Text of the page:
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as of 03/31/20
Stocks reached all-time highs in mid-February before falling sharply as the spread of COVID-19 left few countries unscathed, raising concerns about global health risks and bringing economies to a stop. Despite the Federal Reserve’s drastic actions and Washington’s massive stimulus plan, stock prices ended the period down significantly, and U.S. equity markets suffered their worst quarter since the financial crisis. It was a precipitous and alarming end to the 11-year bull market.
Against this backdrop, Baron FinTech Fund, which launched on December 31, 2019, declined in the quarter. No sector contributed in a particularly difficult period for the market. Investments in Information Technology (IT), Industrials, and Financials detracted the most. With 9 of the 10 largest detractors within the sector, IT had a challenging quarter. Declines in Industrials were led by consumer credit bureau TransUnion. Despite quarterly results that beat Street expectations the stock fell as investors questioned the sustainability of TransUnion’s strong growth in a possible recession. Financials detracted on stock drops in 8 of 11 holdings in the wake of widespread weakness in this sector, which was hard hit by COVID-19-related credit concerns and declining interest rates.
While we do not know how severe or prolonged the COVID-19 pandemic and resultant economic fallout will be, over the long term, we think this crisis will accelerate a number of disruptive secular trends in which we invest. Fear of contaminated cash should hasten the move to electronic and contactless payments. Greater comfort with online shopping and desire to avoid crowds should promote the growth of e-commerce. Companies will need to find better ways to serve their customers through new technologies and cloud-based solutions. Market participants will need to find better ways of accessing liquidity and managing risk. Finally, businesses will increasingly rely on data to inform decision making. As the Fund invests in companies that are driving or benefiting from all of these trends, we think the long-term outlook for our holdings is bright. Our research suggests that our companies all have solid balance sheets and sufficient liquidity to weather this storm and capture additional market share while weaker competitors retrench.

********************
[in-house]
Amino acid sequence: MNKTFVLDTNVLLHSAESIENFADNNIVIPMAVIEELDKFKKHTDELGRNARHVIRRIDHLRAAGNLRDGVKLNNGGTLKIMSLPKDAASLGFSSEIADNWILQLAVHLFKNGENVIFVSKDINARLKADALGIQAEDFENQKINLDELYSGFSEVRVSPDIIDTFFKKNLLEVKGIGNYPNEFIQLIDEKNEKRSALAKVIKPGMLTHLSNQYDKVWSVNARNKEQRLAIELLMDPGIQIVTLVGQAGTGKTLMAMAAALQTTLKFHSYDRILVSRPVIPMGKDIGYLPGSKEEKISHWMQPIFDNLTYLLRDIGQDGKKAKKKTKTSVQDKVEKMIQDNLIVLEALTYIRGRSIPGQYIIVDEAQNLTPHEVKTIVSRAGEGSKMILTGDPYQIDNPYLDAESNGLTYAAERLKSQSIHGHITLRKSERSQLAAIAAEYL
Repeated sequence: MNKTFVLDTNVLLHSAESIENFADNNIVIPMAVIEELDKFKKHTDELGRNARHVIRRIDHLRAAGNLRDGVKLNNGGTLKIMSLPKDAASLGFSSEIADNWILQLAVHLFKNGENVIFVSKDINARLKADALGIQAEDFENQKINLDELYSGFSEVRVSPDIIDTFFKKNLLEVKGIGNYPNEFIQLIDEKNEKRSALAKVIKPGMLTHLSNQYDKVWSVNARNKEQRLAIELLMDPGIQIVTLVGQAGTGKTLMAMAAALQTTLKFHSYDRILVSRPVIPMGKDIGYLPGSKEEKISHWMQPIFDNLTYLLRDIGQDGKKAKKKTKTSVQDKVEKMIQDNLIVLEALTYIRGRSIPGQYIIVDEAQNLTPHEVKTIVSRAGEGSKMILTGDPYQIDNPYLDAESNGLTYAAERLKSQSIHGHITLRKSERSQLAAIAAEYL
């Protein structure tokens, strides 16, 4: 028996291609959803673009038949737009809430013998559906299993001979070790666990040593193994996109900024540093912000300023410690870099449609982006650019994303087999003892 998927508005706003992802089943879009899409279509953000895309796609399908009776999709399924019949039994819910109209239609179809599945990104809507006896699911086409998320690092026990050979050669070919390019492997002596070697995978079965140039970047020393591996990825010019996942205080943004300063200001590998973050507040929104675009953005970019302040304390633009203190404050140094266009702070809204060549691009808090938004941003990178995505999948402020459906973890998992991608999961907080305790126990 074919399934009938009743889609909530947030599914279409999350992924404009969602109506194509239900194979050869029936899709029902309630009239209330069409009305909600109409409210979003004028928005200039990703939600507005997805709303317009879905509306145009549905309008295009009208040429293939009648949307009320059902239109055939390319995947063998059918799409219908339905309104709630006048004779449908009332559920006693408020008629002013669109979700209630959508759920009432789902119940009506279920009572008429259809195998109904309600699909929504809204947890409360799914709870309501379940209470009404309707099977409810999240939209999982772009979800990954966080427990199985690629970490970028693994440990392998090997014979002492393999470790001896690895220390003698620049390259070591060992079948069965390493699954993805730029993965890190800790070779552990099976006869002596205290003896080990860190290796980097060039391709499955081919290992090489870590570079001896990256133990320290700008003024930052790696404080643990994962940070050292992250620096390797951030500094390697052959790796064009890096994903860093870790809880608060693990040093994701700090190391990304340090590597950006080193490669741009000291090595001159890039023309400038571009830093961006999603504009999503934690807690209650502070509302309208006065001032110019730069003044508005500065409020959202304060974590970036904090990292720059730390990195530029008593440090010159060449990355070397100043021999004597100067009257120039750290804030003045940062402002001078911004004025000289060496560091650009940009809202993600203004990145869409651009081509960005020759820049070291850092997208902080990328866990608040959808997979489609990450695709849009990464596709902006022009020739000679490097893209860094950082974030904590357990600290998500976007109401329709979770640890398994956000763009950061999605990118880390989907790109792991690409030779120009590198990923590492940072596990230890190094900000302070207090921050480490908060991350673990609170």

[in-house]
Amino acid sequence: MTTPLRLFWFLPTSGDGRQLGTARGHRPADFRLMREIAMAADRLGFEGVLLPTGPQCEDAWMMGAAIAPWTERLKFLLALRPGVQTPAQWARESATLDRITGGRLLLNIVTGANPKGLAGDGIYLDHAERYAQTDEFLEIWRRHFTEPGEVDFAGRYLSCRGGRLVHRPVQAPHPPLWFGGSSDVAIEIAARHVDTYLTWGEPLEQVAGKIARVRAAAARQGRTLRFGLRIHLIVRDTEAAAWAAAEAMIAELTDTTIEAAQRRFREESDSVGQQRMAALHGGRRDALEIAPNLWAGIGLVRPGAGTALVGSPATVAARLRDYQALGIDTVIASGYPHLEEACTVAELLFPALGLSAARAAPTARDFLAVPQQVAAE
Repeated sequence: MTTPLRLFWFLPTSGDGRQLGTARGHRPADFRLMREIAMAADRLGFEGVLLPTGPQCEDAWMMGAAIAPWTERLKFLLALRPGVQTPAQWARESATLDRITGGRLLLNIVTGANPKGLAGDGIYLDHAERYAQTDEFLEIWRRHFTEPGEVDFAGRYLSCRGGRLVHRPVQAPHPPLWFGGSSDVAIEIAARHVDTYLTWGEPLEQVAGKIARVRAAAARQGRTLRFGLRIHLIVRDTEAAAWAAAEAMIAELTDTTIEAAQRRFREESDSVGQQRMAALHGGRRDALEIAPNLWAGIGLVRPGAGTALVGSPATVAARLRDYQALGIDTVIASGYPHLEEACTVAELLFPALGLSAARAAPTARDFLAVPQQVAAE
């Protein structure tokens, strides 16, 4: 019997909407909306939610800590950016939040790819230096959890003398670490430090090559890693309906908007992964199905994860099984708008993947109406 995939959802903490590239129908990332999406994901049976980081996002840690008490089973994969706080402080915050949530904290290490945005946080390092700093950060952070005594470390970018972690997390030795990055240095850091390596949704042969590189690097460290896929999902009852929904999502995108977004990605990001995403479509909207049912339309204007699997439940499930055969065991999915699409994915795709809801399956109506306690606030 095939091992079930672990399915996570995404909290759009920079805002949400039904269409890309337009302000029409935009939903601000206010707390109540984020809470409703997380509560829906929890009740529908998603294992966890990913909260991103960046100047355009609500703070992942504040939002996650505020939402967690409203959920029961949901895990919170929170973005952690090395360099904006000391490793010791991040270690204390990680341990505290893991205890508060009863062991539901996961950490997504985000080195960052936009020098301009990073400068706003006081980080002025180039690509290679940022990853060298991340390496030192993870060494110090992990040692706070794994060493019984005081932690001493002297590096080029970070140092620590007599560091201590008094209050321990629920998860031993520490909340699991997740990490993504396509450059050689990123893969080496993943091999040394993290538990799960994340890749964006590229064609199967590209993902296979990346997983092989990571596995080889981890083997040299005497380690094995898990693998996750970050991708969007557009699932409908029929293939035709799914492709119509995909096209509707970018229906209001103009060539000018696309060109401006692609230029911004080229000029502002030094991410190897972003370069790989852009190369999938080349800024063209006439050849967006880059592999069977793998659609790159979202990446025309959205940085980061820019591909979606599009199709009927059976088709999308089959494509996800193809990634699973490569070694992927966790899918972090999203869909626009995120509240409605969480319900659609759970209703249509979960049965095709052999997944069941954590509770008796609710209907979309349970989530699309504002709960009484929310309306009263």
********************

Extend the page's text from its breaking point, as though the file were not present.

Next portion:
as of 03/31/20
as of 03/31/20
Baron FinTech Fund (Institutional Shares) was down 12.50% in the first quarter, yet meaningfully outperformed the S&P 500 Index by 710 basis points due to favorable stock selection and, to a lesser extent, cash exposure in declining market and relative sector/sub-industry weights.
Aside from cash, investments in Financials and Industrials and lack of exposure to the Energy sector, which was down sharply alongside the price of oil, added the most value. Positive stock selection in Financials accounted for most of the Fund’s outperformance in the period, driven by financial exchanges & data companies MSCI, Inc., S&P Global Inc., and Moody's Corporation. Investment decision support tools provider MSCI was the top contributor to absolute performance after reporting solid fourth quarter earnings at the end of January. Credit rating agencies S&P Global and Moody’s outperformed as debt issuance activity surged in the latter half of the quarter amid demand for higher-quality bonds and stimulus measures from the Federal Reserve. Performance in the sector was also bolstered by specialty insurer Kinsale Capital Group, Inc. and global investment bank Houlihan Lokey, Inc., whose share prices were up modestly in the quarter. Kinsale was the second largest contributor on an absolute basis after being less impacted by COVID-19 and slower economic growth than many other businesses. Houlihan’s quarterly results beat Street expectations with 12% revenue growth and 13% EPS growth. The company also benefited from expectations of increased activity for the restructuring business from financially distressed companies. Favorable stock selection in Financials was somewhat offset by meaningfully higher exposure to this lagging sector, which was pressured by sharp declines from banks. Strength in Industrials was related to the outperformance of data and analytics vendor Verisk Analytics, Inc. and real estate information and marketing services company CoStar Group, Inc. Verisk sold its capital intensive Geomni business while retaining potential upside related to Geomni’s aerial imagery analytics, which was well received by investors. CoStar’s business trends remained outstanding, with the company’s bookings improving by approximately 20% year-over-year in 2019. We are optimistic about the company’s growth prospects in the multi-family marketing space, which should be enhanced by the pending acquisition of RentPath and the ramping success in the LoopNet marketplace.
Lack of exposure to the defensive Health Care and Consumer Staples sectors, which held up well in the down market during the quarter, and underperformance of investments in Information Technology (IT) detracted the most from relative results. Adverse stock selection in IT coming from payment services companies Network International Holdings Ltd. and WEX Inc. was mostly offset by significantly higher exposure to this outperforming sector.